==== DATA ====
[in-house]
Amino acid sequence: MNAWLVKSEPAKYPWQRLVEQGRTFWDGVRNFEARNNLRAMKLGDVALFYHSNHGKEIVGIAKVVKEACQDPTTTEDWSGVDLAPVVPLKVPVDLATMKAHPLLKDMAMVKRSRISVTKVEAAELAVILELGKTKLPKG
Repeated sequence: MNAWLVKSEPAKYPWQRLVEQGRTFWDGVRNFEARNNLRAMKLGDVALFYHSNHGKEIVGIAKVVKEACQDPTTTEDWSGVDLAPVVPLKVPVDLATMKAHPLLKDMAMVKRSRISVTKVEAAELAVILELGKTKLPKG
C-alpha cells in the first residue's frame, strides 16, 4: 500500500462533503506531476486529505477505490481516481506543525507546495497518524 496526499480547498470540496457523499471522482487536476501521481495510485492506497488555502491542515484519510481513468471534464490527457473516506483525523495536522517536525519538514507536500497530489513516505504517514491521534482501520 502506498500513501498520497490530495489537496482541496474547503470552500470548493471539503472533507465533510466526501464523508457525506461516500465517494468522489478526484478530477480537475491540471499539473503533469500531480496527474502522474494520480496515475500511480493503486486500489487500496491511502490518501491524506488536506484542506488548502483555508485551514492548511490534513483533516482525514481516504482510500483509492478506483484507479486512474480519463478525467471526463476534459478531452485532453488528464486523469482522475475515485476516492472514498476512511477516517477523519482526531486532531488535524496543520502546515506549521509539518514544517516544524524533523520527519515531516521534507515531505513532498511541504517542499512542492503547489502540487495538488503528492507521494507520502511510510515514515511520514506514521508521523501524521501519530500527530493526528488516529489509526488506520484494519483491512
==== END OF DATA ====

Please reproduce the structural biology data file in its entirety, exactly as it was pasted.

[in-house]
Amino acid sequence: MNAWLVKSEPAKYPWQRLVEQGRTFWDGVRNFEARNNLRAMKLGDVALFYHSNHGKEIVGIAKVVKEACQDPTTTEDWSGVDLAPVVPLKVPVDLATMKAHPLLKDMAMVKRSRISVTKVEAAELAVILELGKTKLPKG
Repeated sequence: MNAWLVKSEPAKYPWQRLVEQGRTFWDGVRNFEARNNLRAMKLGDVALFYHSNHGKEIVGIAKVVKEACQDPTTTEDWSGVDLAPVVPLKVPVDLATMKAHPLLKDMAMVKRSRISVTKVEAAELAVILELGKTKLPKG
C-alpha cells in the first residue's frame, strides 16, 4: 500500500462533503506531476486529505477505490481516481506543525507546495497518524 496526499480547498470540496457523499471522482487536476501521481495510485492506497488555502491542515484519510481513468471534464490527457473516506483525523495536522517536525519538514507536500497530489513516505504517514491521534482501520 502506498500513501498520497490530495489537496482541496474547503470552500470548493471539503472533507465533510466526501464523508457525506461516500465517494468522489478526484478530477480537475491540471499539473503533469500531480496527474502522474494520480496515475500511480493503486486500489487500496491511502490518501491524506488536506484542506488548502483555508485551514492548511490534513483533516482525514481516504482510500483509492478506483484507479486512474480519463478525467471526463476534459478531452485532453488528464486523469482522475475515485476516492472514498476512511477516517477523519482526531486532531488535524496543520502546515506549521509539518514544517516544524524533523520527519515531516521534507515531505513532498511541504517542499512542492503547489502540487495538488503528492507521494507520502511510510515514515511520514506514521508521523501524521501519530500527530493526528488516529489509526488506520484494519483491512